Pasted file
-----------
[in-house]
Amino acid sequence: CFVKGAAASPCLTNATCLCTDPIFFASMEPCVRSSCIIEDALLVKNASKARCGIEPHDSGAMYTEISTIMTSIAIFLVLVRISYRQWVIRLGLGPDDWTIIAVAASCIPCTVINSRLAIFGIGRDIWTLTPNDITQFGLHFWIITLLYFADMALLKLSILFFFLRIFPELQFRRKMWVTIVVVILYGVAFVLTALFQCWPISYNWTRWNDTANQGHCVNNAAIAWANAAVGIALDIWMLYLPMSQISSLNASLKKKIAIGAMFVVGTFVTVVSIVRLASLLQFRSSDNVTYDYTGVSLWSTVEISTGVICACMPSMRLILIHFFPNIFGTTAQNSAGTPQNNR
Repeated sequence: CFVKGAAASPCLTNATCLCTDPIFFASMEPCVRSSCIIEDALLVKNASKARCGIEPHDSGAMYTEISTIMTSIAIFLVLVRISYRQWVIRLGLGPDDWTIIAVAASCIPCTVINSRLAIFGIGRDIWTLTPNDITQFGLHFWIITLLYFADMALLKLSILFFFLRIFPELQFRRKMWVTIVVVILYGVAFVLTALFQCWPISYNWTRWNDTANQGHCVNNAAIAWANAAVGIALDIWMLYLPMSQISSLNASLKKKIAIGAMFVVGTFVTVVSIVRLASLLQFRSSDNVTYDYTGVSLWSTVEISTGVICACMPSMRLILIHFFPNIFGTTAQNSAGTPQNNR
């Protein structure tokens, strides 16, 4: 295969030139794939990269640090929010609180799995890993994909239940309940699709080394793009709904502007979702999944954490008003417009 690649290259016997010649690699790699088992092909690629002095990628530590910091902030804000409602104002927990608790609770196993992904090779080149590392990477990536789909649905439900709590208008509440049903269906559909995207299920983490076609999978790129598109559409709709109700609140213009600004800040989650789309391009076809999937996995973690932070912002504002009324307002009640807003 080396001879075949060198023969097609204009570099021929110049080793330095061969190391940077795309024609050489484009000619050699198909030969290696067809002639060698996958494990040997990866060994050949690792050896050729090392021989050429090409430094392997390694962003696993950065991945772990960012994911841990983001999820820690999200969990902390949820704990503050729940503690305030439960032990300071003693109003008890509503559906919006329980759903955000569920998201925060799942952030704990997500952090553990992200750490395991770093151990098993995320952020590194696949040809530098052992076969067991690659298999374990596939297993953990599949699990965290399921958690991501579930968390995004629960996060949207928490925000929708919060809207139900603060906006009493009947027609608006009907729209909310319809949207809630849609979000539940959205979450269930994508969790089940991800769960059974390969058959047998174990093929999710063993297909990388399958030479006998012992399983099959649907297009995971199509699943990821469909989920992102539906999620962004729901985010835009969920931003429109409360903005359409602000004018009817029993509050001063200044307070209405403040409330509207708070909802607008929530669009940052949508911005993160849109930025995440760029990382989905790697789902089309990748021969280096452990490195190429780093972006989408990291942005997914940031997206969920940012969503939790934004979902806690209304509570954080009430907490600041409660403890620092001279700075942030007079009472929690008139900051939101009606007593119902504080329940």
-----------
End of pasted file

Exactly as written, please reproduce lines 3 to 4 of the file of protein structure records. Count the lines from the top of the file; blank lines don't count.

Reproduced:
Repeated sequence: CFVKGAAASPCLTNATCLCTDPIFFASMEPCVRSSCIIEDALLVKNASKARCGIEPHDSGAMYTEISTIMTSIAIFLVLVRISYRQWVIRLGLGPDDWTIIAVAASCIPCTVINSRLAIFGIGRDIWTLTPNDITQFGLHFWIITLLYFADMALLKLSILFFFLRIFPELQFRRKMWVTIVVVILYGVAFVLTALFQCWPISYNWTRWNDTANQGHCVNNAAIAWANAAVGIALDIWMLYLPMSQISSLNASLKKKIAIGAMFVVGTFVTVVSIVRLASLLQFRSSDNVTYDYTGVSLWSTVEISTGVICACMPSMRLILIHFFPNIFGTTAQNSAGTPQNNR
């Protein structure tokens, strides 16, 4: 295969030139794939990269640090929010609180799995890993994909239940309940699709080394793009709904502007979702999944954490008003417009 690649290259016997010649690699790699088992092909690629002095990628530590910091902030804000409602104002927990608790609770196993992904090779080149590392990477990536789909649905439900709590208008509440049903269906559909995207299920983490076609999978790129598109559409709709109700609140213009600004800040989650789309391009076809999937996995973690932070912002504002009324307002009640807003 080396001879075949060198023969097609204009570099021929110049080793330095061969190391940077795309024609050489484009000619050699198909030969290696067809002639060698996958494990040997990866060994050949690792050896050729090392021989050429090409430094392997390694962003696993950065991945772990960012994911841990983001999820820690999200969990902390949820704990503050729940503690305030439960032990300071003693109003008890509503559906919006329980759903955000569920998201925060799942952030704990997500952090553990992200750490395991770093151990098993995320952020590194696949040809530098052992076969067991690659298999374990596939297993953990599949699990965290399921958690991501579930968390995004629960996060949207928490925000929708919060809207139900603060906006009493009947027609608006009907729209909310319809949207809630849609979000539940959205979450269930994508969790089940991800769960059974390969058959047998174990093929999710063993297909990388399958030479006998012992399983099959649907297009995971199509699943990821469909989920992102539906999620962004729901985010835009969920931003429109409360903005359409602000004018009817029993509050001063200044307070209405403040409330509207708070909802607008929530669009940052949508911005993160849109930025995440760029990382989905790697789902089309990748021969280096452990490195190429780093972006989408990291942005997914940031997206969920940012969503939790934004979902806690209304509570954080009430907490600041409660403890620092001279700075942030007079009472929690008139900051939101009606007593119902504080329940």